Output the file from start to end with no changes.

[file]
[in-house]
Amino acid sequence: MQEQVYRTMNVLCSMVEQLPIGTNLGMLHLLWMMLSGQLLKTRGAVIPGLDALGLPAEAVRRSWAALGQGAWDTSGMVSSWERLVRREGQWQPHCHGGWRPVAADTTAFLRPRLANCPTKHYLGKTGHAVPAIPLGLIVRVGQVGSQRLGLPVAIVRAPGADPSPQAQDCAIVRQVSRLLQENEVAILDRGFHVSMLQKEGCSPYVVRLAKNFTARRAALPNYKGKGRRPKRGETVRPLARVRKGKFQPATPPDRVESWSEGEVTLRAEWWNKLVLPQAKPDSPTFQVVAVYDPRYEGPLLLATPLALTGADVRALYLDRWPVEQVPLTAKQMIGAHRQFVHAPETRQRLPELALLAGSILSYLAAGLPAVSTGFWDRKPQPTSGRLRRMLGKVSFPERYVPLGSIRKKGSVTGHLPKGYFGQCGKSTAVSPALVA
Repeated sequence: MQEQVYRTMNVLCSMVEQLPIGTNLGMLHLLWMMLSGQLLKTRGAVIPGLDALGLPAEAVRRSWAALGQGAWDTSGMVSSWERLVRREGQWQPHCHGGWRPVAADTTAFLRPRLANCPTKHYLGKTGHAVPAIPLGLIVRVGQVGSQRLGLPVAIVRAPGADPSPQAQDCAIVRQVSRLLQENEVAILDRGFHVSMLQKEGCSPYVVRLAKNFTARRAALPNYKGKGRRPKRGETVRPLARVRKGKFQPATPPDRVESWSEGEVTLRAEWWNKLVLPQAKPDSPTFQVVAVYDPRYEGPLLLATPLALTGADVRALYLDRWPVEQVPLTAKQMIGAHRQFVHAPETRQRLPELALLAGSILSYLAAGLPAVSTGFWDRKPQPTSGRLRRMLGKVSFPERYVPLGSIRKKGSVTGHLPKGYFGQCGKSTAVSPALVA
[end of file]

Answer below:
[in-house]
Amino acid sequence: MQEQVYRTMNVLCSMVEQLPIGTNLGMLHLLWMMLSGQLLKTRGAVIPGLDALGLPAEAVRRSWAALGQGAWDTSGMVSSWERLVRREGQWQPHCHGGWRPVAADTTAFLRPRLANCPTKHYLGKTGHAVPAIPLGLIVRVGQVGSQRLGLPVAIVRAPGADPSPQAQDCAIVRQVSRLLQENEVAILDRGFHVSMLQKEGCSPYVVRLAKNFTARRAALPNYKGKGRRPKRGETVRPLARVRKGKFQPATPPDRVESWSEGEVTLRAEWWNKLVLPQAKPDSPTFQVVAVYDPRYEGPLLLATPLALTGADVRALYLDRWPVEQVPLTAKQMIGAHRQFVHAPETRQRLPELALLAGSILSYLAAGLPAVSTGFWDRKPQPTSGRLRRMLGKVSFPERYVPLGSIRKKGSVTGHLPKGYFGQCGKSTAVSPALVA
Repeated sequence: MQEQVYRTMNVLCSMVEQLPIGTNLGMLHLLWMMLSGQLLKTRGAVIPGLDALGLPAEAVRRSWAALGQGAWDTSGMVSSWERLVRREGQWQPHCHGGWRPVAADTTAFLRPRLANCPTKHYLGKTGHAVPAIPLGLIVRVGQVGSQRLGLPVAIVRAPGADPSPQAQDCAIVRQVSRLLQENEVAILDRGFHVSMLQKEGCSPYVVRLAKNFTARRAALPNYKGKGRRPKRGETVRPLARVRKGKFQPATPPDRVESWSEGEVTLRAEWWNKLVLPQAKPDSPTFQVVAVYDPRYEGPLLLATPLALTGADVRALYLDRWPVEQVPLTAKQMIGAHRQFVHAPETRQRLPELALLAGSILSYLAAGLPAVSTGFWDRKPQPTSGRLRRMLGKVSFPERYVPLGSIRKKGSVTGHLPKGYFGQCGKSTAVSPALVA